Greenville County encourages those needing to pay taxes to avoid coming inside County Square.
Citizens can pay property taxes through the mail, the internet or by using the convenient dropbox located outside the Tax Office. The County accepts credit and debit card payments on our website, online.
From now until further notice, the County will waive the online service fee provided by AutoAgent, our third-party provider.
The service fee for Hospitality Taxes, using SC.GOV, will also be waived until further notice.
Greenville County
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Forensic Division
Firearms Laboratory

The Firearms Laboratory of the Forensic Division is the only law enforcement firearms laboratory in the upstate of South Carolina. The only other firearms laboratories in the State of South Carolina are operated by the Richland County Sheriff’s Department, York County Sheriff’s Office and SLED (South Carolina Law Enforcement Division). The Greenville County Firearms Laboratory formally began operation in 2001 with the hiring of a retired firearms examiner from the Philadelphia Police Department. Once on staff he began training of a current employee to perform independent casework.

The primary current services offered by the Firearms Laboratory are weapons operability testing, ballistic examinations, distance determination, serial number restoration, and toolmark examinations. The current examiner also provides investigative guidance to officers and assists in providing guidance in unloading weapons in special circumstances.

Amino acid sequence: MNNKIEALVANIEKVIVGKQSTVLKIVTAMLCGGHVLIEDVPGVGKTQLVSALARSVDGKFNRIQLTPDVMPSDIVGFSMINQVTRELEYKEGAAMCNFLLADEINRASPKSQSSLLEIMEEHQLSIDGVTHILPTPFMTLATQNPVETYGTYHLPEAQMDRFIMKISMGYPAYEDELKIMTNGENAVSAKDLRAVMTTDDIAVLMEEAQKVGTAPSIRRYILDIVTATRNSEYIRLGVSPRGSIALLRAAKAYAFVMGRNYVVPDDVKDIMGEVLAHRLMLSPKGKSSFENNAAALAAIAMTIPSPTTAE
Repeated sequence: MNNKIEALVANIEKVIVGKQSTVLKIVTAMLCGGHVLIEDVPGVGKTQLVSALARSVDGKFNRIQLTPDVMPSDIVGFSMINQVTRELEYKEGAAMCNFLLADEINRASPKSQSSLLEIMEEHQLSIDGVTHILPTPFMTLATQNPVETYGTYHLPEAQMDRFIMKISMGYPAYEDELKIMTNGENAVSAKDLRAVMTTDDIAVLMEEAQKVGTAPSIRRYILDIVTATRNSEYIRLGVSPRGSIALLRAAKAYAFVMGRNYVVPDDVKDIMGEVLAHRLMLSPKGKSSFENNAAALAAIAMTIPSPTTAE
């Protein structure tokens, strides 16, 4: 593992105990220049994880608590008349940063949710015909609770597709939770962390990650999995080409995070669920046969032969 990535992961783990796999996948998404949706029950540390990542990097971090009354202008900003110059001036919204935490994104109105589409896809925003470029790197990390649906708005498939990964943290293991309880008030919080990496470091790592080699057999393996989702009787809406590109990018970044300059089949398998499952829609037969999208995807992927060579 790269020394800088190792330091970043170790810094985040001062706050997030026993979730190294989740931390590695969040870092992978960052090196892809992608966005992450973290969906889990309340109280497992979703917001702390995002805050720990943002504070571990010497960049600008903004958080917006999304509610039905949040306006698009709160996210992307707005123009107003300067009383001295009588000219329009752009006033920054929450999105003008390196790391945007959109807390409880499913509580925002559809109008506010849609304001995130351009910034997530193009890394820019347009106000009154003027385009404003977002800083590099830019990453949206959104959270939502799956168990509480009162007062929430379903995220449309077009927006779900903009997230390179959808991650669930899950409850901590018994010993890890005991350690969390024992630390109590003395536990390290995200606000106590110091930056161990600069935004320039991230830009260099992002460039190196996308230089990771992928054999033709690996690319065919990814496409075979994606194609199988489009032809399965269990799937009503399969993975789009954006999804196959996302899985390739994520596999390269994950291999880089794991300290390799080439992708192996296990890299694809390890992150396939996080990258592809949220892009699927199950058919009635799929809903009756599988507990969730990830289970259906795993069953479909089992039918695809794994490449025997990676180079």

A service offered until 2009 was the operation of a NIBIN (National Integrated Ballistic Information Network) through the ATF (U.S. Alcohol, Tobacco, and Firearms). This system is the only national network that allows for the capture and comparison of ballistic evidence to aid in solving and preventing violent crimes involving firearms. A grant was sought and obtained for a person to operate the system. Part of the employee’s job duties was to be a liaison with law enforcement and encourage participation in the system. Despite efforts, law enforcement could not be enticed to use the system as part of their cases. In 2009, the ATF removed the NIBIN due to the lack of participation by law enforcement and a cutback in their funding.

Currently, some of the priorities of the Forensic Division are to train an additional employee in ballistic examination and seek funding for enhancement of services and training.